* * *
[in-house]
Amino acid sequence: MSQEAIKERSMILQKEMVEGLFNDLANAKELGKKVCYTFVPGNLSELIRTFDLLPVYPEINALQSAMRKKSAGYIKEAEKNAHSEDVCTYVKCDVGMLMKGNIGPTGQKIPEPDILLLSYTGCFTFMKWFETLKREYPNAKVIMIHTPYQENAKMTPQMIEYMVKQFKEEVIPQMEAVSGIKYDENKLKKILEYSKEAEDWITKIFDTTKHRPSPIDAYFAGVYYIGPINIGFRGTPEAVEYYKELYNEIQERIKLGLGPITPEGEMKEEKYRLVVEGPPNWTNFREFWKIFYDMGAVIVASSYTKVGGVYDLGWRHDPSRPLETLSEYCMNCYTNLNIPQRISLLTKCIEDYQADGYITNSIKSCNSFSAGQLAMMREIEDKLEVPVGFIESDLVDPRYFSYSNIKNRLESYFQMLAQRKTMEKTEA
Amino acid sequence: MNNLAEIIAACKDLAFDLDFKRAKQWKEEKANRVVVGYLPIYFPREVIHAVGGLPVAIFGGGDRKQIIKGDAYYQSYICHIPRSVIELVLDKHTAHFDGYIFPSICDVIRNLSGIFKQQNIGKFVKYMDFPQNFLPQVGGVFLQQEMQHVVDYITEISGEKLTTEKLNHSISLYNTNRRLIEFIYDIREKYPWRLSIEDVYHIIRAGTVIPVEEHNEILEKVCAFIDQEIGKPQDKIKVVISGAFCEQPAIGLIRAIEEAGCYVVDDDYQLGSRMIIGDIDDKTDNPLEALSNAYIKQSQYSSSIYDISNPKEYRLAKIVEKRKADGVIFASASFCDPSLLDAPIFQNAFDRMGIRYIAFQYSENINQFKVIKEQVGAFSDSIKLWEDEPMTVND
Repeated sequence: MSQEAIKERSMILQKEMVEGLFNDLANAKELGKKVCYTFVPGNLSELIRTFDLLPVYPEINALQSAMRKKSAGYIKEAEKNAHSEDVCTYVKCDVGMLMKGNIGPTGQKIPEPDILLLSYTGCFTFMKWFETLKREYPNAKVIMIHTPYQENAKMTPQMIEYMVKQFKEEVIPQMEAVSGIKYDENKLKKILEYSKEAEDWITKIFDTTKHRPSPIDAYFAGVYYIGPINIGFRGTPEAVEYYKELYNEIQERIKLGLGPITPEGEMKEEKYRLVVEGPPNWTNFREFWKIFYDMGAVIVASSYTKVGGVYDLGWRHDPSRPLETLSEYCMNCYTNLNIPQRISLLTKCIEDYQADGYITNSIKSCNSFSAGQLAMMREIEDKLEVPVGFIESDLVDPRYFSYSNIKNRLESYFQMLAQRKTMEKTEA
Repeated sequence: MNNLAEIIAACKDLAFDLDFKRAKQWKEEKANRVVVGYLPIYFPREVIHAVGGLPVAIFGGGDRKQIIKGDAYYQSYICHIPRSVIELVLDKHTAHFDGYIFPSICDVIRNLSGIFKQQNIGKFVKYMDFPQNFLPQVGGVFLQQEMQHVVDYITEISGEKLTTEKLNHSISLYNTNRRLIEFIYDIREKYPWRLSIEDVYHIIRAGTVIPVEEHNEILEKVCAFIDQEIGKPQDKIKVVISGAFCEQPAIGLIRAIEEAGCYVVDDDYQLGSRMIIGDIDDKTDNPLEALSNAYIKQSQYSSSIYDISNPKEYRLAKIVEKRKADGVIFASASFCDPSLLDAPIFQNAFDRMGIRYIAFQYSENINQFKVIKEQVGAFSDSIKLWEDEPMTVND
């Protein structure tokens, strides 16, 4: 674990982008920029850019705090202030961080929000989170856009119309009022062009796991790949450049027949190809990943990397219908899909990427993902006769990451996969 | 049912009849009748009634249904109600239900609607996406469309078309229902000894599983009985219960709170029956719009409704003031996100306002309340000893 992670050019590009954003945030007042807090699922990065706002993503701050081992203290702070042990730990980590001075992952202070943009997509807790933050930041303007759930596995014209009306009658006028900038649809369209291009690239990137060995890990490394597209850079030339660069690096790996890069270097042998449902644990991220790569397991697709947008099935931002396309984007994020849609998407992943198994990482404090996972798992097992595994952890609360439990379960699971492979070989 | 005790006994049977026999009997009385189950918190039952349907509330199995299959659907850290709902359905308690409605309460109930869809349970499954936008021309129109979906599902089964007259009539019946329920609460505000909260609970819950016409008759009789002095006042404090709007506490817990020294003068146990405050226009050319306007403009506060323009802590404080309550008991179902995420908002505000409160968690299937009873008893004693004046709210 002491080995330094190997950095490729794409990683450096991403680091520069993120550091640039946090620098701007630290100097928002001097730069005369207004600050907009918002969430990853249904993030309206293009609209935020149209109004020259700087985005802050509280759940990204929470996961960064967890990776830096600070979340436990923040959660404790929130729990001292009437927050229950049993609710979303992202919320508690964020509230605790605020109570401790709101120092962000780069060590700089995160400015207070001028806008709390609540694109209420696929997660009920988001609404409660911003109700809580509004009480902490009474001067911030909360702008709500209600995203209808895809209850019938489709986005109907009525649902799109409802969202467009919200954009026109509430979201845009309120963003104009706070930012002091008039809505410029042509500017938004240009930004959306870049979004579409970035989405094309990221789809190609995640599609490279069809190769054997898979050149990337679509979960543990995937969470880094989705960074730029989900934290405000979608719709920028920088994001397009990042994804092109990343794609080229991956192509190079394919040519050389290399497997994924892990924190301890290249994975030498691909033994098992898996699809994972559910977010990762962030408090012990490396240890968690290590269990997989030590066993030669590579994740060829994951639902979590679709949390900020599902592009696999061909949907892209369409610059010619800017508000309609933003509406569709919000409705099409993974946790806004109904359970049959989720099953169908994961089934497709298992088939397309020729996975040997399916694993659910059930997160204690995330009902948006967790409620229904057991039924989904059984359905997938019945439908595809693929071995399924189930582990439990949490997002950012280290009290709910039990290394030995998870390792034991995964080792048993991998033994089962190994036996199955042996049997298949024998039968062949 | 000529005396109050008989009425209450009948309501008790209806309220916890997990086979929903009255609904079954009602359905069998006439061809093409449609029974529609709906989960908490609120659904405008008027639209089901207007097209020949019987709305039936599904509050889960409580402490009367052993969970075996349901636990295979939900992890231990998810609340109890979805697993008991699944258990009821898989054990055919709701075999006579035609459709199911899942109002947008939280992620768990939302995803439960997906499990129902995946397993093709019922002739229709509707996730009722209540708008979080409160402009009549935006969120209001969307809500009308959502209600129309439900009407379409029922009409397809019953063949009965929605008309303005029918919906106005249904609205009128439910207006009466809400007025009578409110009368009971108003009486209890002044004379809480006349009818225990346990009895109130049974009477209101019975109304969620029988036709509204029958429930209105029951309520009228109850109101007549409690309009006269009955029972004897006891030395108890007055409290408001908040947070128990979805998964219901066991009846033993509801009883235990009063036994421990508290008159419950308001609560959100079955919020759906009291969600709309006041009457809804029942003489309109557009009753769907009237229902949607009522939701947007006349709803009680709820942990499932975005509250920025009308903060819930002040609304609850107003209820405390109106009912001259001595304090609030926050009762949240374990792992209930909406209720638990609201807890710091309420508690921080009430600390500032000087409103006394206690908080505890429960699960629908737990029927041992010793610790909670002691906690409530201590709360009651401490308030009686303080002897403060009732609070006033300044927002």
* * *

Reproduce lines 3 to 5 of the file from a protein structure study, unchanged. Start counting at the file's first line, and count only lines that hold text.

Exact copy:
Amino acid sequence: MNNLAEIIAACKDLAFDLDFKRAKQWKEEKANRVVVGYLPIYFPREVIHAVGGLPVAIFGGGDRKQIIKGDAYYQSYICHIPRSVIELVLDKHTAHFDGYIFPSICDVIRNLSGIFKQQNIGKFVKYMDFPQNFLPQVGGVFLQQEMQHVVDYITEISGEKLTTEKLNHSISLYNTNRRLIEFIYDIREKYPWRLSIEDVYHIIRAGTVIPVEEHNEILEKVCAFIDQEIGKPQDKIKVVISGAFCEQPAIGLIRAIEEAGCYVVDDDYQLGSRMIIGDIDDKTDNPLEALSNAYIKQSQYSSSIYDISNPKEYRLAKIVEKRKADGVIFASASFCDPSLLDAPIFQNAFDRMGIRYIAFQYSENINQFKVIKEQVGAFSDSIKLWEDEPMTVND
Repeated sequence: MSQEAIKERSMILQKEMVEGLFNDLANAKELGKKVCYTFVPGNLSELIRTFDLLPVYPEINALQSAMRKKSAGYIKEAEKNAHSEDVCTYVKCDVGMLMKGNIGPTGQKIPEPDILLLSYTGCFTFMKWFETLKREYPNAKVIMIHTPYQENAKMTPQMIEYMVKQFKEEVIPQMEAVSGIKYDENKLKKILEYSKEAEDWITKIFDTTKHRPSPIDAYFAGVYYIGPINIGFRGTPEAVEYYKELYNEIQERIKLGLGPITPEGEMKEEKYRLVVEGPPNWTNFREFWKIFYDMGAVIVASSYTKVGGVYDLGWRHDPSRPLETLSEYCMNCYTNLNIPQRISLLTKCIEDYQADGYITNSIKSCNSFSAGQLAMMREIEDKLEVPVGFIESDLVDPRYFSYSNIKNRLESYFQMLAQRKTMEKTEA
Repeated sequence: MNNLAEIIAACKDLAFDLDFKRAKQWKEEKANRVVVGYLPIYFPREVIHAVGGLPVAIFGGGDRKQIIKGDAYYQSYICHIPRSVIELVLDKHTAHFDGYIFPSICDVIRNLSGIFKQQNIGKFVKYMDFPQNFLPQVGGVFLQQEMQHVVDYITEISGEKLTTEKLNHSISLYNTNRRLIEFIYDIREKYPWRLSIEDVYHIIRAGTVIPVEEHNEILEKVCAFIDQEIGKPQDKIKVVISGAFCEQPAIGLIRAIEEAGCYVVDDDYQLGSRMIIGDIDDKTDNPLEALSNAYIKQSQYSSSIYDISNPKEYRLAKIVEKRKADGVIFASASFCDPSLLDAPIFQNAFDRMGIRYIAFQYSENINQFKVIKEQVGAFSDSIKLWEDEPMTVND